In short, the economic climate could not be more different from when bottle prices were booming. The average person feels much less secure in their job and has much less disposable income. Many people are keeping savings for emergencies and unfortunately, in some cases, they even use it for everyday life. This has resulted in a systematic decline in the volume and value of whiskey bottles at auction by 30% and 36% respectively for January-April 2024 compared to the same period in 2023 (Noble & Co Whiskey Intelligence Report 2024 Q2).

All affected

The market impacts are compounded by the fact that it is the buyers of lower and higher value bottles who are feeling the effects of the current global economic changes.

Your average income whiskey investor has found himself in a cost of living crisis. Easy access savings have increased and suddenly the security of a 5% bank savings account is more attractive than volatile alternative assets, which also take time to release the money when you need it.

Nobel and Co report that 100 to 1,000 bottles account for 90.4% of traded volumes but 45% of value. The squeeze on the disposable income of customers who drive 90% of the market will have a significant impact on the market as a whole. Many of the bottles in this sector have been rotary bottles, lower value mass market NAS bottles like the Folio and Concept series, and the drop in value for these bottles, in my opinion, is proof that the end consumer is feeling the squeeze. .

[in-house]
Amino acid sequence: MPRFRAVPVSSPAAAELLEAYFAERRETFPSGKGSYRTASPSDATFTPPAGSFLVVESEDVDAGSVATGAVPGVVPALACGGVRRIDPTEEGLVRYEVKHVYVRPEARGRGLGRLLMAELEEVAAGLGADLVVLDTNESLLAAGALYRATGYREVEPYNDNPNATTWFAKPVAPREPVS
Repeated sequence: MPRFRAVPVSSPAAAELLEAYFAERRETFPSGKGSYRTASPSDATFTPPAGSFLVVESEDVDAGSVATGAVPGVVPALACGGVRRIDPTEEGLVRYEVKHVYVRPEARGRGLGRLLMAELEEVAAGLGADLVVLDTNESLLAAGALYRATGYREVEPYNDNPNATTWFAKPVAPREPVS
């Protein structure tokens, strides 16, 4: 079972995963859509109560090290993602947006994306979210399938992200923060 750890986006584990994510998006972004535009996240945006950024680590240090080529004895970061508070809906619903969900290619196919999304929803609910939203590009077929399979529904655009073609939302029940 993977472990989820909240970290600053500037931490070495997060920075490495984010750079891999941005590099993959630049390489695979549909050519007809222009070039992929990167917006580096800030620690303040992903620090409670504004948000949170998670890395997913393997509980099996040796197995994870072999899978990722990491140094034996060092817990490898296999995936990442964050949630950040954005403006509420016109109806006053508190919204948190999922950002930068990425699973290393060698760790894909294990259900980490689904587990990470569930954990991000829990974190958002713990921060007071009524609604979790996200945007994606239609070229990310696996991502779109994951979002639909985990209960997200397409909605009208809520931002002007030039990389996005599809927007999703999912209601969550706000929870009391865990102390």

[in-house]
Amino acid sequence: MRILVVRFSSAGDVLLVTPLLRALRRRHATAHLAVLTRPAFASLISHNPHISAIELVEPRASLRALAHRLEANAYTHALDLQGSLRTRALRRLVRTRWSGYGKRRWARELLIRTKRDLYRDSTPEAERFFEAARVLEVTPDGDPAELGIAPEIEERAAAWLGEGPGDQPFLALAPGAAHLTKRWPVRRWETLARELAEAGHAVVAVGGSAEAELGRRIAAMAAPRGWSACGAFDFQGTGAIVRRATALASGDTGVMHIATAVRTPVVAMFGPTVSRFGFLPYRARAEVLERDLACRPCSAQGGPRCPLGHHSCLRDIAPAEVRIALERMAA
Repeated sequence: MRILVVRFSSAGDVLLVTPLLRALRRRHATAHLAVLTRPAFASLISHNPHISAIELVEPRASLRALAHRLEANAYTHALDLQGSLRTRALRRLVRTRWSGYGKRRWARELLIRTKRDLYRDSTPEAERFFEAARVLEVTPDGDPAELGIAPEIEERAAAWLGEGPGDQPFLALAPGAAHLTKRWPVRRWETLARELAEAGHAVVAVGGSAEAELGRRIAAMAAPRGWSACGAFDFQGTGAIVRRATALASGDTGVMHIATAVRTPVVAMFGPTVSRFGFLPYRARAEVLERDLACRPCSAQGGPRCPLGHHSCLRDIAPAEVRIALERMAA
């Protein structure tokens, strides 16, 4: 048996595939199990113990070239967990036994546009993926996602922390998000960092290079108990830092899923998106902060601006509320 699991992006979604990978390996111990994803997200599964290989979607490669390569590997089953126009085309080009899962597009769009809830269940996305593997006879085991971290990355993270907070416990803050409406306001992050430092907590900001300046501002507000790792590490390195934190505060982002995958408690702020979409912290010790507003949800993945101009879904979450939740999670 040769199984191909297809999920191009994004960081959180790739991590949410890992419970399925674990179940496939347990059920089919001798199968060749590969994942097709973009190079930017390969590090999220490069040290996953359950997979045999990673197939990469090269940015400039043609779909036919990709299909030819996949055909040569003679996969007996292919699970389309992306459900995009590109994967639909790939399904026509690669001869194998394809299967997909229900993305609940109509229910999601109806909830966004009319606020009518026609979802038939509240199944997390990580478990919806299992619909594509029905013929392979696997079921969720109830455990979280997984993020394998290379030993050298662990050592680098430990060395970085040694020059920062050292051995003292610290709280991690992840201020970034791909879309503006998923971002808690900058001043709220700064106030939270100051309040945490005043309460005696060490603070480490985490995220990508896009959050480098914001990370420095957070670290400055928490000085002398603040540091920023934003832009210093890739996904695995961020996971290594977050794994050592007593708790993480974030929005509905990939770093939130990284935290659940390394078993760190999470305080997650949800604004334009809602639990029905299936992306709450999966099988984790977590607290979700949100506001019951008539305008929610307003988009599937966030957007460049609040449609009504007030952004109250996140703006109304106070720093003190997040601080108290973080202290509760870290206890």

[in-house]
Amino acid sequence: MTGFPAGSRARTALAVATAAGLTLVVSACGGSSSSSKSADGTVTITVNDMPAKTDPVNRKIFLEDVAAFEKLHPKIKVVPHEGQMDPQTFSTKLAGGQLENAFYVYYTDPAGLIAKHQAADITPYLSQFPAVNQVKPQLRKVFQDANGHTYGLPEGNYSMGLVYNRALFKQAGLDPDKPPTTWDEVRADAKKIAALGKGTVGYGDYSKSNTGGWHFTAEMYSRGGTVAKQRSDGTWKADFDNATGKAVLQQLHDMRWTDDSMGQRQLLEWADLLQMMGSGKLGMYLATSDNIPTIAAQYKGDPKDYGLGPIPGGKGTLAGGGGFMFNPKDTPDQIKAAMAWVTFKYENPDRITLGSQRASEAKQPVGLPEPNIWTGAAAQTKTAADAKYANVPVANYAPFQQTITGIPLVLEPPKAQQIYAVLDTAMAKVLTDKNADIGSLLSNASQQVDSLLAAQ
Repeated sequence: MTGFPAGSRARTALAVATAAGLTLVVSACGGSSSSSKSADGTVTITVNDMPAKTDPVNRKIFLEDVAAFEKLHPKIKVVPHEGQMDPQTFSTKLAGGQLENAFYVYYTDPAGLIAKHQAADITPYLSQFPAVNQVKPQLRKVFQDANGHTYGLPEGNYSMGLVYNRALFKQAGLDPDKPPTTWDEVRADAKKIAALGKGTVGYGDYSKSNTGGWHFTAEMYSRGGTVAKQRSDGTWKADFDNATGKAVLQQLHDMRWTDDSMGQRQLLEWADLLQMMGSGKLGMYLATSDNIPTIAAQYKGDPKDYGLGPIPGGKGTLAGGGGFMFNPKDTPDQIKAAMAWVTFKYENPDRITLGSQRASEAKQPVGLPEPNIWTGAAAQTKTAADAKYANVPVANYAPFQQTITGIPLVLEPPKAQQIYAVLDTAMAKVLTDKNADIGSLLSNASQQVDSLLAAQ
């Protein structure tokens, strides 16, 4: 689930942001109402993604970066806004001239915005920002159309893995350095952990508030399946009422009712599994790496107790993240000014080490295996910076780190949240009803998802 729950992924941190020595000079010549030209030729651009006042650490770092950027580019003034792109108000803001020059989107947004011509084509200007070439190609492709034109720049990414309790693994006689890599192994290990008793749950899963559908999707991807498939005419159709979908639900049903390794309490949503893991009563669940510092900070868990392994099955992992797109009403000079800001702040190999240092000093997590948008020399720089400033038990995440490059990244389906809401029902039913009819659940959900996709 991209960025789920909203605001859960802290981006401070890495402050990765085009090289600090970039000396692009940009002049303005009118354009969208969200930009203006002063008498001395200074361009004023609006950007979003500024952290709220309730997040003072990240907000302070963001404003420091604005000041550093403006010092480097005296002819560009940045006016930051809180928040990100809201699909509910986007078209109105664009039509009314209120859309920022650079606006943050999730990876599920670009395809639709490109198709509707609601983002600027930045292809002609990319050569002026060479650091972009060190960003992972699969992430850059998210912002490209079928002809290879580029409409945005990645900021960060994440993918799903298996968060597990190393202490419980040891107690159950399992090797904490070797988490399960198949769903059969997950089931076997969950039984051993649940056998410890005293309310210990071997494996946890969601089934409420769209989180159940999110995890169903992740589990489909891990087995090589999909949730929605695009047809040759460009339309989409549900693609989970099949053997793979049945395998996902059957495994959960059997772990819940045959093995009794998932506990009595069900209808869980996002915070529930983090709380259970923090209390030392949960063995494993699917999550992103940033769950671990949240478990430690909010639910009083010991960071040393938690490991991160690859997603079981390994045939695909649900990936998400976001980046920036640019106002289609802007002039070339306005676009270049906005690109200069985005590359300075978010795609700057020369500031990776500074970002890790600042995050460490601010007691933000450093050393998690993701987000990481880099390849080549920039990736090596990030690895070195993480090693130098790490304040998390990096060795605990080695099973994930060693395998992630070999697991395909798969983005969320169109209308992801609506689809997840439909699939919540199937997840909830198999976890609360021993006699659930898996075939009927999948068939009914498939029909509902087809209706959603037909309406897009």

Flipping has been a lucrative market for many buyers, but the days of quick cashbacks, while not numbered, are becoming less frequent and easier to predict. Commented Hawley on the proliferation of NAS bottles at auction.